Does Imitating Hedge Funds Make Investing Sense?

Hedge fund managers are the smartest in the business. So following their investments should net you significant returns, right? Not during the second quarter, when even the smart money got whipsawed by the market’s volatility.

Motorola Solutions CEO Greg Brown Celebrates Split Of Parent Company At NYSE

Greg Brown, president and chief executive officer of Motorola Solutions Inc., second from right, rings the closing bell at the New York Stock Exchange in New York, U.S., on Tuesday, Jan. 4, 2011. Motorola Solutions Inc., formerly Motorola Inc., today completed the previously announced separation of Motorola Mobility Inc. and began trading on the New York Stock Exchange under the ticker symbol “MSI.” Photographer: Michael Nagle/Bloomberg *** Local Caption *** Greg Brown

Michael Nagle/Bloomberg

Click here to view our slideshow

Buying the favorite stocks of hedge fund managers was not a lucrative strategy during the third quarter. Remember: around mid-August — 45 days after the second quarter ended — holders of at least $100 million in U.S. equity-oriented investments were required to tell regulators their holdings at June 30, 2011, in a 13F filing with the Securities and Exchange Commission. It is a snapshot of one day in time.

Many investors like to track these filings and then buy the top holdings of the highly rated hedge funds once these holdings are disclosed, in this case around August 16. This strategy sometimes works well. Not this time.

After the 13F documents were filed, Credit Suisse Securities Quantitative team calculated the 15 stocks most overweight by hedge funds, a list we published at the time.

Looking back, if on August 16 you bought the 15 stocks most over-weighted by hedge funds at the end of the second quarter after these holdings were disclosed in the 13F filings, you would have lost 8.53 percent. This was also worse than the S&P 500, which dropped about 5.14 percent.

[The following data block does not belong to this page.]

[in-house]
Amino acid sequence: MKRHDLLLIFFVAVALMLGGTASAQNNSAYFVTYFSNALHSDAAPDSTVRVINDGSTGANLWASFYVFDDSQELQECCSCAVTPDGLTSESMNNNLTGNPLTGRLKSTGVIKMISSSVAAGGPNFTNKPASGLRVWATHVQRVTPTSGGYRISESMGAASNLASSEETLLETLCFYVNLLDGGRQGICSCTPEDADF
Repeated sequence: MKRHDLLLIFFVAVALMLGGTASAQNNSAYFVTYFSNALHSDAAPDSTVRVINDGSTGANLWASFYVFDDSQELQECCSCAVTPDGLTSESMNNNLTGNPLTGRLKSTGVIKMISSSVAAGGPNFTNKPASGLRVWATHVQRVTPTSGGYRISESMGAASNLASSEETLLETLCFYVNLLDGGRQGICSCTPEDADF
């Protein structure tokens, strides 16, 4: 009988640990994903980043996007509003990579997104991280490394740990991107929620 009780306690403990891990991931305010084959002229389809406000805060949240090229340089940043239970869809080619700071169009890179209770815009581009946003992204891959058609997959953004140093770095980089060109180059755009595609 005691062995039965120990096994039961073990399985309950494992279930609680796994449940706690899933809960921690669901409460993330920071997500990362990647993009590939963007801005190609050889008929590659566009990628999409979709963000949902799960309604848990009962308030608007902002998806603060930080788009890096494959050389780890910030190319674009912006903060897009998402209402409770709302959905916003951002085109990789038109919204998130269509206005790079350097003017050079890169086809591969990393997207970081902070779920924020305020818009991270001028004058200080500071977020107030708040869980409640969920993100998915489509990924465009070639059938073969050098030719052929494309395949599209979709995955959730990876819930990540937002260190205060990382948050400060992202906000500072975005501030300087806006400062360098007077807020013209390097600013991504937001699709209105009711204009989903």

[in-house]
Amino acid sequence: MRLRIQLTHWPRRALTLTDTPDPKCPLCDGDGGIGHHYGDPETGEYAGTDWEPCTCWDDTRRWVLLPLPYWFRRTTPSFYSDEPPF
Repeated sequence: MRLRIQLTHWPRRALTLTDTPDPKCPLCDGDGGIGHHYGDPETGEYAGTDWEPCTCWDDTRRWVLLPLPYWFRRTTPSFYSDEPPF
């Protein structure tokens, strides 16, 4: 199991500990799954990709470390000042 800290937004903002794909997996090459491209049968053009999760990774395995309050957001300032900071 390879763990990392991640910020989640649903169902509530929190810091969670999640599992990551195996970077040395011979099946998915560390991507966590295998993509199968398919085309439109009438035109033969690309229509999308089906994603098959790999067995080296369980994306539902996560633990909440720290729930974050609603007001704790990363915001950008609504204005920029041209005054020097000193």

And even if you were privy to these holdings when the second quarter actually ended, you still would have lost 17.33 percent. This compares with a 14.3 percent decline for the S&P 500.


The performance of the portfolio of 15 stocks, however, was skewed fairly heavily by the collapse in the shares of the web-based movie rental Netflix, which gave up more than half its value during both timeframes after the company made its very unpopular announcement in early July it would change its pricing policy.

In addition, Citigroup dropped more than 38 percent during the three-month period from July 1 through September 30.

Altogether, 11 of the 15 stocks lost money from August 16 through September 30. And although 10 of those 11 lost more than the S&P 500, only six of the 11 lost more than the 15 as a group, on average.

If you knew to buy these top holdings on July 1 — right after the second quarter ended — and held them through September 30, 13 of the 15 stocks lost money. In addition, nine of the 13 stocks that lost money fared worse than the S&P 500, especially Citigroup, which dropped more than 38 percent. Netflix fell nearly 57 percent in the third quarter.

AutoZone, a long-time favorite of ESL Partners’ Eddie Lampert, and Cephalon were the only two stocks to go up since both June 30 and August 16. However, Cephalon has been more of an arbitrage stock since its May 2 agreement to be acquired by Teva Pharmaceutical Industries for $81.50 per share. The transaction is expected to be completed in October.

Interestingly, you would have lost money with Motorola Solutions and Wellpoint if you bought them at the end of the second quarter but you would have made money since mid-August. In fact, Wellpoint was the best performer since the 13Fs were filed with the SEC, climbing more than 5 percent.

The strategy of following the hedge fund managers after the first quarter 13F filings were made public was much more lucrative.

The average return for the most widely held hedge fund stocks from the day the holdings were disclosed on May 16 through the end of that quarter was 1.8 percent. This compared to a loss of 0.7 percent for the S&P 500. If you bought the same stocks at the end of the first quarter and held them for the next three months, the average return for the group of stocks worked out to a 0.9 percent gain compared to a 0.4 percent loss for the S&P 500.

The moral of this exercise: Sometimes the smart money is in fact smart, and sometimes they too get whipsawed by the market’s volatility.

So bear that all in mind while you peruse the third quarter’s list of the 15 most overweight stocks and their performance.